Again, each state is different, but my point was the blanket weight requirements often mentioned are for trailers. Whether or not your toad is classified as a "trailer" will be up to your state's regulations.

Check out the following link for this discussion and documentation, regarding Washington State and California. Posts #9, and 20, specifically.
https://www.irv2.com/forums/f85/are-...ml#post5579649
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Old 02-21-2021, 11:50 AM   #6
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If you haven't bought your towbar yet, take a look at Ready Brute. It has the brake integrated and the vehicle side is simple with nothing to have to fool with or store when not hooked up.
I have towed 25k mi with mine and wouldn't change a thing.
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Old 02-21-2021, 02:36 PM   #7
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I towed a chevy tracker, about 2800# with my old f53 gasser class A and now with my diesel class A.
Never had aux brakes on tracker.
In most states, maybe all, a toad is not considered a trailer and therefore is not subject to those requirements.
I was perfectly comfortable not having toad brakes. Some aren't. Your call there.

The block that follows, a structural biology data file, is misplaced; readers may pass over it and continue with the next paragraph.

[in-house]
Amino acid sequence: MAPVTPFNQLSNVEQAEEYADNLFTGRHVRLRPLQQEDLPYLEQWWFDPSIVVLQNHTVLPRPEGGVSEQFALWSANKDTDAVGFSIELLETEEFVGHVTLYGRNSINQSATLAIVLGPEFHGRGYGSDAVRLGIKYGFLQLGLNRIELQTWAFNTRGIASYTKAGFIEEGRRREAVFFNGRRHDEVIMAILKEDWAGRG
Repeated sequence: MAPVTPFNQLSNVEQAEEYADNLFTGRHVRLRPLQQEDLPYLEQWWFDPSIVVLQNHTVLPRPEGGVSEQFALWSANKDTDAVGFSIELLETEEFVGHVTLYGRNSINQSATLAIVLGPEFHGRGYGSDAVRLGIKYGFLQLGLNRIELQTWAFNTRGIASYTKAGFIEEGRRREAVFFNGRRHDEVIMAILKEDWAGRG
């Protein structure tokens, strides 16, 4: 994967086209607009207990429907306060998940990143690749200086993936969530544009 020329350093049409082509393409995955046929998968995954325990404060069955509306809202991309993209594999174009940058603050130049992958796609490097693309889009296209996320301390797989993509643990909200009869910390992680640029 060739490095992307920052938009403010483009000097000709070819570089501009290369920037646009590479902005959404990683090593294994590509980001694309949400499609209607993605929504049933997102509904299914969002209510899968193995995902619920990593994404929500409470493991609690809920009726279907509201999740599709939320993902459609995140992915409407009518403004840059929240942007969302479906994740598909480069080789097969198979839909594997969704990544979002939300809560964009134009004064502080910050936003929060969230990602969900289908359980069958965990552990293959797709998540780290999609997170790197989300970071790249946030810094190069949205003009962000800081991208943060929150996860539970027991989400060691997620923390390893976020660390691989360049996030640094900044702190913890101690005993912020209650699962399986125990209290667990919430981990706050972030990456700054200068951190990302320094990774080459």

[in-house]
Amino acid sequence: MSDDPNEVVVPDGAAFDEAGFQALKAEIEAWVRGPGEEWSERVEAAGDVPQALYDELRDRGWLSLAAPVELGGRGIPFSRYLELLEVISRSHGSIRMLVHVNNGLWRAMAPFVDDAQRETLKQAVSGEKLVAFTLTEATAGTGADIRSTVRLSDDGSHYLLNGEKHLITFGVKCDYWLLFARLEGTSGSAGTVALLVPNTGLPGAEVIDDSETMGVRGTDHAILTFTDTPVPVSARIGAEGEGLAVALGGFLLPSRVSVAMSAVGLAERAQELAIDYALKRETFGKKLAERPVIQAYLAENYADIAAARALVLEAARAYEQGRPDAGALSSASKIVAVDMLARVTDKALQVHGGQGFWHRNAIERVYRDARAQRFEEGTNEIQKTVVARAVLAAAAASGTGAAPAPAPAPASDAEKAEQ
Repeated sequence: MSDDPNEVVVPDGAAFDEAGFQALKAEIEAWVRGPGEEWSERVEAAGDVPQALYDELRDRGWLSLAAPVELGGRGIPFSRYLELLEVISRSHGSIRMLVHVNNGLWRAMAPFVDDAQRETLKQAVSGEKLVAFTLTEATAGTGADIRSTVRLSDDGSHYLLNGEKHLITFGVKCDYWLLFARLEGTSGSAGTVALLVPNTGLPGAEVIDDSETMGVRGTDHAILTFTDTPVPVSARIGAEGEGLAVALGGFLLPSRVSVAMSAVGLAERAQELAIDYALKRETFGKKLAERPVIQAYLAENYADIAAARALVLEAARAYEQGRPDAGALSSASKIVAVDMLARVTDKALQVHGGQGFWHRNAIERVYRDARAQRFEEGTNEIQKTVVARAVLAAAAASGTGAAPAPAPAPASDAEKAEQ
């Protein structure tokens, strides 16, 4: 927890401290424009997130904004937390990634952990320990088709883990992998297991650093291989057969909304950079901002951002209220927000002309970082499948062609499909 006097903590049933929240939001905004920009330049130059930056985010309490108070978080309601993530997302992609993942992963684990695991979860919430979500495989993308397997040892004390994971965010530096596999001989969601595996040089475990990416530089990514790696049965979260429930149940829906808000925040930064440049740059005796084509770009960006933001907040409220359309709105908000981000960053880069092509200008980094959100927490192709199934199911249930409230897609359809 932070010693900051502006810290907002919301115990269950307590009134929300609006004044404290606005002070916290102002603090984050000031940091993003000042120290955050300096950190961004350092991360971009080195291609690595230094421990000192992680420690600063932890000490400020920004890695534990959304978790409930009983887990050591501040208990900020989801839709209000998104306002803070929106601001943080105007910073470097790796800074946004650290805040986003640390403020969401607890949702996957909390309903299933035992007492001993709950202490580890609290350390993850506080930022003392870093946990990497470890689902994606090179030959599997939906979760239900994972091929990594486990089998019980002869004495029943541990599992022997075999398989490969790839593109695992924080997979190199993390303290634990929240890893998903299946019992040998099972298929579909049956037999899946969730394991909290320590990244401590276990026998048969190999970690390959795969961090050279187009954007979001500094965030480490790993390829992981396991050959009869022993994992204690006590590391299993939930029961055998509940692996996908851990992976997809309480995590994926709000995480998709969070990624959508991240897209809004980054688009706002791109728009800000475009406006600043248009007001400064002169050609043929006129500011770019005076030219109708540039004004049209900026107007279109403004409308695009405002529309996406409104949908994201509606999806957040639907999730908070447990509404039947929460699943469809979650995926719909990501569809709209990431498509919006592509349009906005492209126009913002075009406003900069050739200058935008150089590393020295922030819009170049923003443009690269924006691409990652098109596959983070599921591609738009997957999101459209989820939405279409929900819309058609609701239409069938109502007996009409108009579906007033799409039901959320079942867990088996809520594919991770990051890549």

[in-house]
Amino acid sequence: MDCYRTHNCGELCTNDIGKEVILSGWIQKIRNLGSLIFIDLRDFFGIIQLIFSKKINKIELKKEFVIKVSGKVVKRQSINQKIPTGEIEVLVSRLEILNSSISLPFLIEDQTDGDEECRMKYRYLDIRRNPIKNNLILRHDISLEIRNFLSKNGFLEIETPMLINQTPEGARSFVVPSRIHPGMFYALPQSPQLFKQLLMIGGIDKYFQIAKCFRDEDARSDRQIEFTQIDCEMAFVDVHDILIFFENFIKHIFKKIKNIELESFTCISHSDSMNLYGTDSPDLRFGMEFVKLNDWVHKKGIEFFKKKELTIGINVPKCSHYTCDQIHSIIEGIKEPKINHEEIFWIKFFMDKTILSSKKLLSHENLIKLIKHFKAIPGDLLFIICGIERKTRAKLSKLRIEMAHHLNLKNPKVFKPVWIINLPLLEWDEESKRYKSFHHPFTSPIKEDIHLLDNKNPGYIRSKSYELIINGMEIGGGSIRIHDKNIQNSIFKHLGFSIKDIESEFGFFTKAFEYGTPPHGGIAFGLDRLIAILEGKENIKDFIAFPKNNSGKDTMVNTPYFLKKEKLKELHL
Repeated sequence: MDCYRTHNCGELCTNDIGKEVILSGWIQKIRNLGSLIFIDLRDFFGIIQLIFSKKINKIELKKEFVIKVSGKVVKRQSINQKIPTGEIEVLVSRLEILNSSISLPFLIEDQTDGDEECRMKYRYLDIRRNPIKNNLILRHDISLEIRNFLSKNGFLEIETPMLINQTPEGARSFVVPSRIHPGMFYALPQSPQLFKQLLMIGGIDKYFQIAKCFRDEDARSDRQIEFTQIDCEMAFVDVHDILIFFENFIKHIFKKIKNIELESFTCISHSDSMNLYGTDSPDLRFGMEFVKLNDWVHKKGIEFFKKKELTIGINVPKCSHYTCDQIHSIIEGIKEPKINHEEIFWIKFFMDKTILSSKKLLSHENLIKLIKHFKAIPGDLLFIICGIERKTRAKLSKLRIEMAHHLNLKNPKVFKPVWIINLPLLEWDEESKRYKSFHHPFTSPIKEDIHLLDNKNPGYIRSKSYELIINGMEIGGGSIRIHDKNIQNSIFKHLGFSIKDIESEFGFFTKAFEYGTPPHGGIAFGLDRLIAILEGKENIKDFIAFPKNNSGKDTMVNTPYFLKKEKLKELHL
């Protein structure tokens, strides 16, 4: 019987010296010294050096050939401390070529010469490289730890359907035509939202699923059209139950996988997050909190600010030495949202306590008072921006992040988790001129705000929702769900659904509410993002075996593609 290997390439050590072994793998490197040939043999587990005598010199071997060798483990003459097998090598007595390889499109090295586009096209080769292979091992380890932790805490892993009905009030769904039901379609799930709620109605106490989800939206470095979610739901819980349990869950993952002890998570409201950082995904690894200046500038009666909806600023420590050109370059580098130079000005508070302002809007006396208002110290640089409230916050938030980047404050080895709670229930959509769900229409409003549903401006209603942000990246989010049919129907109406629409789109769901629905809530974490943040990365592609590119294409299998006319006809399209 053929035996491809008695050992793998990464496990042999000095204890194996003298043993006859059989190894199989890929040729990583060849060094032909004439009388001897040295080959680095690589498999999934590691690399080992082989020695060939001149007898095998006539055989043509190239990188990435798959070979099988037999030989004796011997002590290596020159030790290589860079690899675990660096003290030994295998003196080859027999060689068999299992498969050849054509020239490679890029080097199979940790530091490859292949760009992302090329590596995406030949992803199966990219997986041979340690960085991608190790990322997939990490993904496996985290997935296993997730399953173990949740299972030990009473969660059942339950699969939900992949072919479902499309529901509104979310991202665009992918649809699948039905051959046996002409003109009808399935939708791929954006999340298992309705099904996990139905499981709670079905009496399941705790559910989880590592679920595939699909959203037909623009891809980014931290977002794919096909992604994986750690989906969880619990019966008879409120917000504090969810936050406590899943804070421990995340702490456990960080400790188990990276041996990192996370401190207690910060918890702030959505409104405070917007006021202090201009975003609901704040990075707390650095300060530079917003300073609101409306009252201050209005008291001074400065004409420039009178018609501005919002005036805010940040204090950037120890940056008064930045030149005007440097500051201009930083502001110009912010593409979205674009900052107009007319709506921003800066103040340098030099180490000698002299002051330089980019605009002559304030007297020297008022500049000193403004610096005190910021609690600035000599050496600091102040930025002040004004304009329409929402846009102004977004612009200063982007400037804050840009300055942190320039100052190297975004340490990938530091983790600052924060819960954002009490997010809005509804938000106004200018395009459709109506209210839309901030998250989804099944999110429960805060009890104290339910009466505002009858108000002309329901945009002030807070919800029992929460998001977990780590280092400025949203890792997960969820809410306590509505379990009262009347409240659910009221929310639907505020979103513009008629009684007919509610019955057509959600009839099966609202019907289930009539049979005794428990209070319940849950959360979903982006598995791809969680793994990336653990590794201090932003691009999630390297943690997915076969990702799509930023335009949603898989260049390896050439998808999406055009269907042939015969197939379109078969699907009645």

Obviously the laws of physics do apply and panic stopping will be longer but it is your total rv/toad weight that determines that. I 'm not a speed demon, i dont tailgate and pay attention while driving.
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Old 02-21-2021, 03:18 PM   #8
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Thanks everyone. Some things that I had not thought about. I have to purchase everything to tow the Geo, so the search begins.
Thanks again.
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Old 02-21-2021, 03:24 PM   #9
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I will chime in by saying that I wish I had purchased the Ready Brute tow bar with integrated braking. I was trying to save a few bucks and went with a used Brake Buddy. It has worked out fine, but I could really appreciate not having to spend the additional time hooking up the Brake Buddy compared to the Ready Brute, let alone there would be one less thing to store.